Friday, 6 July 2012



I'll admit it: I'm very iffy about David Lynch. Some of his stuff is terrific (I think Dune is one of the great underrated movies of the 1980s), but too often it's just impenetrable gibberish: Inland Empire is a film in which the reels could be shown in any order and it wouldn't make a squeak of difference, and Mulholland Drive starts as well as anything he's done but then devolves into random nonsense. Years ago I mentioned online that I'd seen Mulholland Drive and not cared much for it after the first half hour, and promptly received a thesis-sized explanation of what it was really about and what each shot, line and hairstyle actually referred to. Call me a plodding old traditionalist but I like some form of narrative of comprehensible cause-and-effect logic.

Not that the Twin Peaks TV series was ever much about logic: it wasn't so much a soap opera, more a soap opera that had been made by Martians and beamed back to us. Partly a whodunnit centring on the murder of high-schooler Laura Palmer, partly a peek through the picket fences and lace curtains of "respectable" smalltown America revealing the maggots of corruption, abuse and misery behind the smiley apple pie facade, and partly a balls-out fantasy nightmare full of mysticism, dreams, possession and inter-dimensional dwarfs talking backwards....all set to an achingly dark Angelo Badalamenti score. It was baffling, but in a good way.

And afterwards there was the film version. Twin Peaks: Fire Walk With Me is actually a prequel to the TV series, detailing the last seven days of Laura Palmer's life and showing her less as the virginal homecoming queen we thought she was (at least at the start of the series), and more as a doomed and tormented victim of sexual abuse and drugs. But what really struck me this time around, and what escaped me completely when I first saw the film on its theatrical release, was not how horrific and nightmarish it is, but how desperately sad and moving it is. You do feel for Laura Palmer. And knowing her fate in the opening scenes of the TV show, inevitable right from the start of the film, turns it into a genuine tragedy.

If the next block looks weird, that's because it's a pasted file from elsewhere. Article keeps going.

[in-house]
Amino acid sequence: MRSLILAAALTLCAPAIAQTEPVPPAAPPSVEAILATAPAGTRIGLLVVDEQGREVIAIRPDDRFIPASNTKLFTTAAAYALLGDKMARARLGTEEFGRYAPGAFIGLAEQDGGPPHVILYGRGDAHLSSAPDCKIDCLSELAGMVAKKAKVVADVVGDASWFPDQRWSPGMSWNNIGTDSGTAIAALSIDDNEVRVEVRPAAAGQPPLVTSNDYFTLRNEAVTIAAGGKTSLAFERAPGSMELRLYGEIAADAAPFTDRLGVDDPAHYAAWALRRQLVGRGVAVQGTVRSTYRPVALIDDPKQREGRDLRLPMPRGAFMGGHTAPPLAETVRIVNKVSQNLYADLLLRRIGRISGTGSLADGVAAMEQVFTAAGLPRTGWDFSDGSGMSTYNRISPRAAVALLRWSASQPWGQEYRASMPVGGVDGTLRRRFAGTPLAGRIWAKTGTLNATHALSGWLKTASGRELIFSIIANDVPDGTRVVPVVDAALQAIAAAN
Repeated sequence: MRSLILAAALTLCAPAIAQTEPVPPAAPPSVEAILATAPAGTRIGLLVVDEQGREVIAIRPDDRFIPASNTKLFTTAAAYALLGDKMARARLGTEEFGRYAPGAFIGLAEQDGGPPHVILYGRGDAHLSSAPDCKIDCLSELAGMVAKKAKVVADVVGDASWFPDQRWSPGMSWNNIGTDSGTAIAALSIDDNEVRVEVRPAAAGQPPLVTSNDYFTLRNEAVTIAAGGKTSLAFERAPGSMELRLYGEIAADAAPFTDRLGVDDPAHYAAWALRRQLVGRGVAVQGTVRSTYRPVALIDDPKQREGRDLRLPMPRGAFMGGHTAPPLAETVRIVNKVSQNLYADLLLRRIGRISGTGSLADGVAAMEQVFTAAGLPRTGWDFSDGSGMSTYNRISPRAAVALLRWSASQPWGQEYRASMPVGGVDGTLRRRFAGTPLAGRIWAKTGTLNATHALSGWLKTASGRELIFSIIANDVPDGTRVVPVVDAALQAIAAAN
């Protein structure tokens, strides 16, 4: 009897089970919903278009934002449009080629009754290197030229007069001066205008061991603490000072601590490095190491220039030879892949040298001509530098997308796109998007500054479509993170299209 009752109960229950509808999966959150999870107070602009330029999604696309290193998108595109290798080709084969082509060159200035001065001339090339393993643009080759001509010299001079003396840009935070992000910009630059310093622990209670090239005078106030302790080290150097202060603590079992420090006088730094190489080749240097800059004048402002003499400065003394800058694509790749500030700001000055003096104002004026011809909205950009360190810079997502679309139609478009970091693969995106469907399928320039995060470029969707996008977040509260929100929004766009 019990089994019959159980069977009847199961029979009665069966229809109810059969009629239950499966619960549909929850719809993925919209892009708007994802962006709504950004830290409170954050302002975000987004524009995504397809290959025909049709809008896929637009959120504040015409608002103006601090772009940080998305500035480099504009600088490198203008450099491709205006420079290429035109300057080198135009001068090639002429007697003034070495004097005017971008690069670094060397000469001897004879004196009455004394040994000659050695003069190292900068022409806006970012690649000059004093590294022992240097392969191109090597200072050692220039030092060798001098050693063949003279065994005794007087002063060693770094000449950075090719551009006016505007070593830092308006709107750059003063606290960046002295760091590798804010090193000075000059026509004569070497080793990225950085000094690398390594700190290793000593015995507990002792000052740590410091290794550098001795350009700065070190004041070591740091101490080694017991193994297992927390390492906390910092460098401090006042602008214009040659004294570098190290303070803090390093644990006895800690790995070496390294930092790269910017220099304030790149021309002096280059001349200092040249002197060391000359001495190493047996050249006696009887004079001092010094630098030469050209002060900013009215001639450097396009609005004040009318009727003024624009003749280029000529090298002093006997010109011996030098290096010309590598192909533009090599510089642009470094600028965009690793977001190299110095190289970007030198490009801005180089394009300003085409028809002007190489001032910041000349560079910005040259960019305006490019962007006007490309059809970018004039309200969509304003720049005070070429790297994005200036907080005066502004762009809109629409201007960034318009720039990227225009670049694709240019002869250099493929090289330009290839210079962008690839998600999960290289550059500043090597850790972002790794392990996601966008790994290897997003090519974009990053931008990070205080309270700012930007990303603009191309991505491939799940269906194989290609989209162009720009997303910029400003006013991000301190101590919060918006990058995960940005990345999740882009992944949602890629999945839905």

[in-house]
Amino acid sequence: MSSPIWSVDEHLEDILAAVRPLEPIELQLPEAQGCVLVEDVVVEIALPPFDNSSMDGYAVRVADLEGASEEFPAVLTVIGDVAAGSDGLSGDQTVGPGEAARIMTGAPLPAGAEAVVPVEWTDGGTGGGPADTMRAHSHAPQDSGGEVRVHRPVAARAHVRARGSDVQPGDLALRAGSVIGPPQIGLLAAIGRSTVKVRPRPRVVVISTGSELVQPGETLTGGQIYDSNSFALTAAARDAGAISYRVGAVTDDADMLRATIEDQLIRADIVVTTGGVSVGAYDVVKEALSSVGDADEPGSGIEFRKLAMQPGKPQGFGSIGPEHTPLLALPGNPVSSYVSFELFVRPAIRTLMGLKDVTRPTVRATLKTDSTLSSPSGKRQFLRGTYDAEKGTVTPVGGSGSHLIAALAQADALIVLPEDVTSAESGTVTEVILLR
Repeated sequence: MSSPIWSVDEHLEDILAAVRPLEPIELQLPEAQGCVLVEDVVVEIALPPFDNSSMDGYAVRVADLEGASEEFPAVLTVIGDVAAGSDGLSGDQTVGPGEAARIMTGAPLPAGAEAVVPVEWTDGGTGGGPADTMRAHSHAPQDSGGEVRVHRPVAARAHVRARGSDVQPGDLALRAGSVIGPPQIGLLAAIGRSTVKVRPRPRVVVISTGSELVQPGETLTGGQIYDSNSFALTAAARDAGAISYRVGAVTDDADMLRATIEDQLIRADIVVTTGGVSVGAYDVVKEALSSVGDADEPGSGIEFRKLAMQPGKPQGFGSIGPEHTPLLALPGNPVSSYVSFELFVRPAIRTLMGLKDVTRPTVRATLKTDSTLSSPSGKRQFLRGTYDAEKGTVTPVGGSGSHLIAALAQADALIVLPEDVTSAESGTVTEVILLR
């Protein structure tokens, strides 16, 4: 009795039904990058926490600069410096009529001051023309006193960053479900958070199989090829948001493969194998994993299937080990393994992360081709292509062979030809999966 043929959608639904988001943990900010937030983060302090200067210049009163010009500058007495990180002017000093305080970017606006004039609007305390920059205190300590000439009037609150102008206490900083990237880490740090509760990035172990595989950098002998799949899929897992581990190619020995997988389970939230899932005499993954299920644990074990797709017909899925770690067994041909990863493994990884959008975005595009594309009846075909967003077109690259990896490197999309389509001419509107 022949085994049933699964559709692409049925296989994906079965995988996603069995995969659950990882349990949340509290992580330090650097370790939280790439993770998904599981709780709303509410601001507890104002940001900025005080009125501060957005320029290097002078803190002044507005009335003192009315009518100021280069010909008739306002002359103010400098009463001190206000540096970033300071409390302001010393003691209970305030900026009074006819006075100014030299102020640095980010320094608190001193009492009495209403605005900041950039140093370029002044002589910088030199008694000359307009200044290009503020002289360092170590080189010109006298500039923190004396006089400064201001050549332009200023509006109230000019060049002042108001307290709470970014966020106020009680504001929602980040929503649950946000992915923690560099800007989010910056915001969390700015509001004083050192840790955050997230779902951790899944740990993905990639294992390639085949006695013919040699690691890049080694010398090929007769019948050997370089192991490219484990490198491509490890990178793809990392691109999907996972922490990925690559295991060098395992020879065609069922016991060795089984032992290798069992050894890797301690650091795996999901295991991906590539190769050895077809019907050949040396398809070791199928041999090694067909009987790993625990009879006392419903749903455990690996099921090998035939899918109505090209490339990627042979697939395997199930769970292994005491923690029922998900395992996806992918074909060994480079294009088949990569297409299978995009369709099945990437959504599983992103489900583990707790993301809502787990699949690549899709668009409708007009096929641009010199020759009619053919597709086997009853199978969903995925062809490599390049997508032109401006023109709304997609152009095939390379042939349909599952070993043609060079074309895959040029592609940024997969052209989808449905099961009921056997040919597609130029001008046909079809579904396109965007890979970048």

Apart from the overwhelming sadness, the other area in which the film works brilliantly is as a horror film. Freed from the constraints imposed by the TV networks, it's able to be more visually and verbally graphic with moderate nudity, F-words, several scenes of drug use and moments of shocking gore; bolted onto Lynch's gift for conjuring up an atmosphere of utter, skin-crawling dread from the most innocent-looking locations, Twin Peaks: Fire Walk With Me emerges as a truly creepy and unnerving film. Perhaps the most unsettling moment is the sight of Killer Bob (Frank Silva) hunched over Laura's dressing table in her bedroom: it's a moment of such upsetting wrongness that it's genuinely scary. (Mysteriously, despite the violence, swearing, drug abuse, nudity and sexual threat, the BBFC have unaccountably downgraded the film to a 15 certificate!)

Inevitably, shifting the focus of the film onto Laura Palmer reduces many of the other aspects of the show to tiny bit parts or out of the film completely: the Log Lady (Catherine Coulson) shows up for one brief scene, Sherilyn Fenn, Piper Laurie and Jack Nance don't appear at all (although many scenes featuring the TV cast were ultimately deleted). Even Kyle MacLachlan is only the film briefly! Yet some familiarity with the series is perhaps essential as without it the Red Room and the dwarf talking backwards just feel nonsensical. (They are nonsensical, but they're all part of a larger and slightly less nonsensical nonsense, if that makes any sense.) Seeing Fire Walk With Me totally cold would probably be a chore, and in some ways that does annoy me as I've always believed a film should stand by itself and you shouldn't need to read the book or watch the TV show in order to get the most from the movie version. (Not necessarily counting sequels: Saw IV is just gibberish if you haven't seen Saws I to III, and many would say it's gibberish even if you have seen Saws I to III.)

When I'd finished with the film, I put the main title music from the film soundtrack CD on repeat for an hour with the lights dimmed, and just savoured it. Watching it again after twenty years, I loved it. I loved it more than I did twenty years ago and I liked it back then. But it's even better now and maybe it's Lynch's best film - that's possibly from a slightly wonky viewpoint as I like Dune more than I do Blue Velvet (although that's another one I probably need to rewatch). I love the darkness and horror and mysterious beauty of it. And now I want to open the box set of the TV show and run through it right from the start. Twin Peaks: Fire Walk With Me is a terrific film: moving, creepy, puzzling and strangely funny. And hurrah for that.


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